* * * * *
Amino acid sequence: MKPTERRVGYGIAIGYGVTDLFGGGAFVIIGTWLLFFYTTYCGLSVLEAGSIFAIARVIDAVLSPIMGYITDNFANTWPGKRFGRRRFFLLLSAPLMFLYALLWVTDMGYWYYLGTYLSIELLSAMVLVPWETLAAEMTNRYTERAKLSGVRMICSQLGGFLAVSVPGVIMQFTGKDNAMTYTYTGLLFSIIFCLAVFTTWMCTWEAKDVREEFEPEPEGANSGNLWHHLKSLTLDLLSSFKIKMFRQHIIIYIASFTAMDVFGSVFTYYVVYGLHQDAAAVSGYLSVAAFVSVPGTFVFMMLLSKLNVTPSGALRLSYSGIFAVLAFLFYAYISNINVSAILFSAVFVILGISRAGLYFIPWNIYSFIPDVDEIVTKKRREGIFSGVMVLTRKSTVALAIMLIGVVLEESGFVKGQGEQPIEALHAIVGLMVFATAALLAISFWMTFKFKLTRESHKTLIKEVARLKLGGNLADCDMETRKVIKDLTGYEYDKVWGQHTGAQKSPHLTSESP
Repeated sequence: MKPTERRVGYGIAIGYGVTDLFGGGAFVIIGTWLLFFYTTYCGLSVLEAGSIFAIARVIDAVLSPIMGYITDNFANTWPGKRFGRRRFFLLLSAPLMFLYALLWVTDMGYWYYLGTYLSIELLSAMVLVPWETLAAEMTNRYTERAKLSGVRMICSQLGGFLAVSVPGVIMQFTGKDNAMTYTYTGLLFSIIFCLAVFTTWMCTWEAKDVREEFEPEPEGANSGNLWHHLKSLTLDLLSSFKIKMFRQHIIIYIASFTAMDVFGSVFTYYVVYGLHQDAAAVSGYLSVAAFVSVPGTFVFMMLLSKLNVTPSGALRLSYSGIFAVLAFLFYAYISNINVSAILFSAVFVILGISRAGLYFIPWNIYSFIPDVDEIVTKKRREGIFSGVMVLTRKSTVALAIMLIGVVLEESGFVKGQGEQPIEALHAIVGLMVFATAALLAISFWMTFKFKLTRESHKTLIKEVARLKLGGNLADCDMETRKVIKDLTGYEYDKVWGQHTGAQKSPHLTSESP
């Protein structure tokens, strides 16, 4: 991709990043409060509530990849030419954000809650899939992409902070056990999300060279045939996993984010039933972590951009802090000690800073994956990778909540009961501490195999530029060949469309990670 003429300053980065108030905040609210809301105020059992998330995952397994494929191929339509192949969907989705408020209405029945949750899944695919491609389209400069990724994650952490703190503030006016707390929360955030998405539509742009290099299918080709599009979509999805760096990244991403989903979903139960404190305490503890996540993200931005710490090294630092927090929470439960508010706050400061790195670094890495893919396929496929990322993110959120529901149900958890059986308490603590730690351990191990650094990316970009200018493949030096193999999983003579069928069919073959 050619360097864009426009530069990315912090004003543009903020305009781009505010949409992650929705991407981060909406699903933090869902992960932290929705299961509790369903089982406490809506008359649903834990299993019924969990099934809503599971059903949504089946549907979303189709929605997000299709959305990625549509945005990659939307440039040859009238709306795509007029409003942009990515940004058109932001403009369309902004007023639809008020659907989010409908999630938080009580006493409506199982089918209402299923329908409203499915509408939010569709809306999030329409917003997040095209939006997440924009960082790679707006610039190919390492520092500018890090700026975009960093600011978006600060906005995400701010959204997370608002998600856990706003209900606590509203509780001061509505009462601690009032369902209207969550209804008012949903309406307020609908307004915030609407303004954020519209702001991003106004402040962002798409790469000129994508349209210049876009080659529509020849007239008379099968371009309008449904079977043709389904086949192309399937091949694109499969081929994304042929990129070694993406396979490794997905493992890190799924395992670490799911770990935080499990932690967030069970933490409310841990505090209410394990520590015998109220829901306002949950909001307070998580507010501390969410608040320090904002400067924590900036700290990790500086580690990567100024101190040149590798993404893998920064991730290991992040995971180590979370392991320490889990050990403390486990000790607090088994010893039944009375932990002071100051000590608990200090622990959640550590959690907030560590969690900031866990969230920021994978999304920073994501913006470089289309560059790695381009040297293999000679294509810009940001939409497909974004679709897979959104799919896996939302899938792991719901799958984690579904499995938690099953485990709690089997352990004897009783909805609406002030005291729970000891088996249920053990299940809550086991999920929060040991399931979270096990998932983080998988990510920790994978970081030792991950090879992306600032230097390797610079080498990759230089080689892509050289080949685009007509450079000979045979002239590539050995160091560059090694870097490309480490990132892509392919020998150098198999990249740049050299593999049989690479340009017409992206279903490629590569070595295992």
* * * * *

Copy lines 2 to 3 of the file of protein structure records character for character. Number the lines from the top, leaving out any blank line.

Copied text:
Repeated sequence: MKPTERRVGYGIAIGYGVTDLFGGGAFVIIGTWLLFFYTTYCGLSVLEAGSIFAIARVIDAVLSPIMGYITDNFANTWPGKRFGRRRFFLLLSAPLMFLYALLWVTDMGYWYYLGTYLSIELLSAMVLVPWETLAAEMTNRYTERAKLSGVRMICSQLGGFLAVSVPGVIMQFTGKDNAMTYTYTGLLFSIIFCLAVFTTWMCTWEAKDVREEFEPEPEGANSGNLWHHLKSLTLDLLSSFKIKMFRQHIIIYIASFTAMDVFGSVFTYYVVYGLHQDAAAVSGYLSVAAFVSVPGTFVFMMLLSKLNVTPSGALRLSYSGIFAVLAFLFYAYISNINVSAILFSAVFVILGISRAGLYFIPWNIYSFIPDVDEIVTKKRREGIFSGVMVLTRKSTVALAIMLIGVVLEESGFVKGQGEQPIEALHAIVGLMVFATAALLAISFWMTFKFKLTRESHKTLIKEVARLKLGGNLADCDMETRKVIKDLTGYEYDKVWGQHTGAQKSPHLTSESP
């Protein structure tokens, strides 16, 4: 991709990043409060509530990849030419954000809650899939992409902070056990999300060279045939996993984010039933972590951009802090000690800073994956990778909540009961501490195999530029060949469309990670 003429300053980065108030905040609210809301105020059992998330995952397994494929191929339509192949969907989705408020209405029945949750899944695919491609389209400069990724994650952490703190503030006016707390929360955030998405539509742009290099299918080709599009979509999805760096990244991403989903979903139960404190305490503890996540993200931005710490090294630092927090929470439960508010706050400061790195670094890495893919396929496929990322993110959120529901149900958890059986308490603590730690351990191990650094990316970009200018493949030096193999999983003579069928069919073959 050619360097864009426009530069990315912090004003543009903020305009781009505010949409992650929705991407981060909406699903933090869902992960932290929705299961509790369903089982406490809506008359649903834990299993019924969990099934809503599971059903949504089946549907979303189709929605997000299709959305990625549509945005990659939307440039040859009238709306795509007029409003942009990515940004058109932001403009369309902004007023639809008020659907989010409908999630938080009580006493409506199982089918209402299923329908409203499915509408939010569709809306999030329409917003997040095209939006997440924009960082790679707006610039190919390492520092500018890090700026975009960093600011978006600060906005995400701010959204997370608002998600856990706003209900606590509203509780001061509505009462601690009032369902209207969550209804008012949903309406307020609908307004915030609407303004954020519209702001991003106004402040962002798409790469000129994508349209210049876009080659529509020849007239008379099968371009309008449904079977043709389904086949192309399937091949694109499969081929994304042929990129070694993406396979490794997905493992890190799924395992670490799911770990935080499990932690967030069970933490409310841990505090209410394990520590015998109220829901306002949950909001307070998580507010501390969410608040320090904002400067924590900036700290990790500086580690990567100024101190040149590798993404893998920064991730290991992040995971180590979370392991320490889990050990403390486990000790607090088994010893039944009375932990002071100051000590608990200090622990959640550590959690907030560590969690900031866990969230920021994978999304920073994501913006470089289309560059790695381009040297293999000679294509810009940001939409497909974004679709897979959104799919896996939302899938792991719901799958984690579904499995938690099953485990709690089997352990004897009783909805609406002030005291729970000891088996249920053990299940809550086991999920929060040991399931979270096990998932983080998988990510920790994978970081030792991950090879992306600032230097390797610079080498990759230089080689892509050289080949685009007509450079000979045979002239590539050995160091560059090694870097490309480490990132892509392919020998150098198999990249740049050299593999049989690479340009017409992206279903490629590569070595295992």